CAMP HILL, Pa. - Rite Aid is offering free COVID-19 testing to both symptomatic and asymptomatic individuals, and the company is expanding the program to include teenagers.
The Pennsylvania-based drug store chain made the announcement Nov. 24. An earlier press release had said it would have to begin charging $115 for testing on Dec. 1 due to the “end of federal funding for diagnostic testing by the U.S. Department of Health and Human Services (HHS).”
But in the updated press release, Rite Aid said its no-charge testing would continue to be available through its partnership with the HHS at the company’s existing testing sites. Rite Aid's COVID-19 testing program uses self-swab nasal tests overseen by pharmacists.
Previously, the company’s testing program was only available to people 18 years of age or older. The expanded program allows parents or legal guardians of individuals 13-18 to create Baseline COVID-19 accounts and provide consent for individuals under 18 to be tested.
Parents or legal guardians must also show their government-issued identification and accompany their children to the appointment and supervise them during the test, the company said.
A file image taken April 21, 2020 shows a Rite Aid employee preparing to give a testing swab to a drive-thru customer in Macomb, Michigan. (Photo by Gregory Shamus/Getty Images)
Rite Aid operates 301 testing sites across 15 states. Patients are required to pre-register online at www.riteaid.com in order to schedule a time slot for COVID-19 testing. A complete list of testing locations can be found online.
"We're proud to continue serving as an essential part of the pandemic response in the neighborhoods we serve," Heyward Donigan, Rite Aid's president and chief executive officer, said in the updated announcement. "Continuing to make testing available -- and now, to a broader age range -- is an important next step in continuing to fight COVID-19."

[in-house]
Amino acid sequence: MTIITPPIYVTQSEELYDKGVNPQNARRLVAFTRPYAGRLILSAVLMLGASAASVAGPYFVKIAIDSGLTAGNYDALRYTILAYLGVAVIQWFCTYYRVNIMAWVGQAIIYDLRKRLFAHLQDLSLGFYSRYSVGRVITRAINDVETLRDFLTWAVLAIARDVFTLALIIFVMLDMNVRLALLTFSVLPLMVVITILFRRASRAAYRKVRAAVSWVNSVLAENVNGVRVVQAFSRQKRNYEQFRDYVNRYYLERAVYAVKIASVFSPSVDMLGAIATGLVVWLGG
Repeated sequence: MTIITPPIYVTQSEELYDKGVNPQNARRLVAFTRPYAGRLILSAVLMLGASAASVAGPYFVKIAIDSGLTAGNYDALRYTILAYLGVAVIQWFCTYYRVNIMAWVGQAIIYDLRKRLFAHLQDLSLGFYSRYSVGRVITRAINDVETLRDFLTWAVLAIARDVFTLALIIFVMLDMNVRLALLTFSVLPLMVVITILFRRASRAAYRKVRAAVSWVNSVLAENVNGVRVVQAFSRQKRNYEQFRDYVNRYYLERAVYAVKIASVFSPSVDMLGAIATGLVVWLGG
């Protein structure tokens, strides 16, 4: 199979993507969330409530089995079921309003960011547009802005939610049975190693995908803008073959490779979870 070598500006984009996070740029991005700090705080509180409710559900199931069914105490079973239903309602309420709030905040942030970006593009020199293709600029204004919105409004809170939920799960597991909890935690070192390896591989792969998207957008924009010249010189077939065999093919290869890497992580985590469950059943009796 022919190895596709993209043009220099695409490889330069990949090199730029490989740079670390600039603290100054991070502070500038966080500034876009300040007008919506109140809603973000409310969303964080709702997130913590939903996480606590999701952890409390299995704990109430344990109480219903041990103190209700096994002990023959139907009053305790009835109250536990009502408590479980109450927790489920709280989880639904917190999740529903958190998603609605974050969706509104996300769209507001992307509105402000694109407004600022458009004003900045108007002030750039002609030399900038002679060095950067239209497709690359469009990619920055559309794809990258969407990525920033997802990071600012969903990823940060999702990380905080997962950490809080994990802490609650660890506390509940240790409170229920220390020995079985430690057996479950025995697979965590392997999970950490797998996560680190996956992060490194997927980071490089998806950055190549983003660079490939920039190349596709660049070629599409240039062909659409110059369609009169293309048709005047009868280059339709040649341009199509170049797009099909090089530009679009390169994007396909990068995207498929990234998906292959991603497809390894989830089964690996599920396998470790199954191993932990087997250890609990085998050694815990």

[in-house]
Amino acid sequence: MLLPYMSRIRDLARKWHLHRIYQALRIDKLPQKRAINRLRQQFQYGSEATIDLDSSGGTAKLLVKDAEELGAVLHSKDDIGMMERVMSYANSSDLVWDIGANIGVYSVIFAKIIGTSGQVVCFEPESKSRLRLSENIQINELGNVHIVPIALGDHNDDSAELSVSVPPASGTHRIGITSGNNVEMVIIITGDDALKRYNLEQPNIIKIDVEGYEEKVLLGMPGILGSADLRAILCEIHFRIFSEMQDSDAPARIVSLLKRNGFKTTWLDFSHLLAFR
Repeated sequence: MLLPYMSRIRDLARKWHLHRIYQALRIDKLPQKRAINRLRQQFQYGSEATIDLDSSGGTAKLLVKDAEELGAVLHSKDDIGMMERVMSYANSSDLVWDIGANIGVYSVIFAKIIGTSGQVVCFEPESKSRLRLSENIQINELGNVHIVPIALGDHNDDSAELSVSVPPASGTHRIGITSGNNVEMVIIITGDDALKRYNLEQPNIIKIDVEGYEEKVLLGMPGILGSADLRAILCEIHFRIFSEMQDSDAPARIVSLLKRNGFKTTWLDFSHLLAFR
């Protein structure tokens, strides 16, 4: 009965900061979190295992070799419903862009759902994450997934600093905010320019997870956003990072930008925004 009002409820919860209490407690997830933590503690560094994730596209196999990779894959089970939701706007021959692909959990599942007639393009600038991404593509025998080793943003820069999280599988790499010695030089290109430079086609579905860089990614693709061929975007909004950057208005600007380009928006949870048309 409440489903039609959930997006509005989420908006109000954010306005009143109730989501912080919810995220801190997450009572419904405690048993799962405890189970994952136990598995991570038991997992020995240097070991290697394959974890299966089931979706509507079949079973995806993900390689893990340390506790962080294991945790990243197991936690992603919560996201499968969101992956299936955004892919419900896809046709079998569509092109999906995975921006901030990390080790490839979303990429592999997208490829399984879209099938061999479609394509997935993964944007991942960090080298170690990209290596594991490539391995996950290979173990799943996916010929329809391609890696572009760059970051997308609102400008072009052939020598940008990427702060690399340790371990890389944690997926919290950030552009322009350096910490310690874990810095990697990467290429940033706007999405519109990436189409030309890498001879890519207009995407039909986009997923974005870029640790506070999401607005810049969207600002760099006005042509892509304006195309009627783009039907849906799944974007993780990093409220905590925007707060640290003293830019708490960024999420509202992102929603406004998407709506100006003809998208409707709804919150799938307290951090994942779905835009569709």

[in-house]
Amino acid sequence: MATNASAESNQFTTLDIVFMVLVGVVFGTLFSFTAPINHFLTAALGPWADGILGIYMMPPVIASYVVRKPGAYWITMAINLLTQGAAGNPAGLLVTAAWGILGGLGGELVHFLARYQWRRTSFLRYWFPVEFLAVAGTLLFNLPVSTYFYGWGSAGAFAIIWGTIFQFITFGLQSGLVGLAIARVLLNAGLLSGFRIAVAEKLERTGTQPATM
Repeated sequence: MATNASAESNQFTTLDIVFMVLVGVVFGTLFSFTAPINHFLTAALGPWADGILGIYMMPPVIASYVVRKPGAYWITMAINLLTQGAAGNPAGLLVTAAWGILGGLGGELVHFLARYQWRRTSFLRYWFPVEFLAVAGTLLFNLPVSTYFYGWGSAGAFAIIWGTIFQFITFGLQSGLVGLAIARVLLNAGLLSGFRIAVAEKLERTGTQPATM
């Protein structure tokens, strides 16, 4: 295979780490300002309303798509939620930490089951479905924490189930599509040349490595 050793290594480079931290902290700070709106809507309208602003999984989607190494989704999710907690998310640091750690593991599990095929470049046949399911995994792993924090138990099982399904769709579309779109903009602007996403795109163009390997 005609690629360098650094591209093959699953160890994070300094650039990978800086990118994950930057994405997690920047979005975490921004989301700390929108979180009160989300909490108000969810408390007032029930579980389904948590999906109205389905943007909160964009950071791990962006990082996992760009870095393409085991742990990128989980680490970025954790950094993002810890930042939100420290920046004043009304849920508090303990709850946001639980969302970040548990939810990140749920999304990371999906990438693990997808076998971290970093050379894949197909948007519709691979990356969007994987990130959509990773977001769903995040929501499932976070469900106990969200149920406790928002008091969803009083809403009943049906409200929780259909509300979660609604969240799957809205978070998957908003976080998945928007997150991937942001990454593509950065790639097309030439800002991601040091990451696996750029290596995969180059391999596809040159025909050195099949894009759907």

As the U.S. faces a renewed surge of coronavirus cases heading into the holiday season, experts say the country’s testing system has been unable to keep pace. Lines for free COVID-19 testing have stretched for blocks at sites across New York City and Los Angeles.
The U.S. has increased its capacity — now testing over 1.5 million people per day on average, more than double the rate in July when many Americans last faced long lines. But experts like Johns Hopkins University researcher Gigi Gronvall said the country is still falling far short of what’s needed to control the novel coronavirus.
Gronvall told the Associated Press that the current testing rate “is on its way, but it’s nowhere close to what’s needed to shift the course of this epidemic.” Many experts have called for anywhere between 4 million and 15 million daily tests to suppress the virus.
To date, the country has reported more than 11.5 million confirmed COVID-19 infections and 250,000 deaths, Johns Hopkins data shows.
This story was reported from Cincinnati. The Associated Press contributed.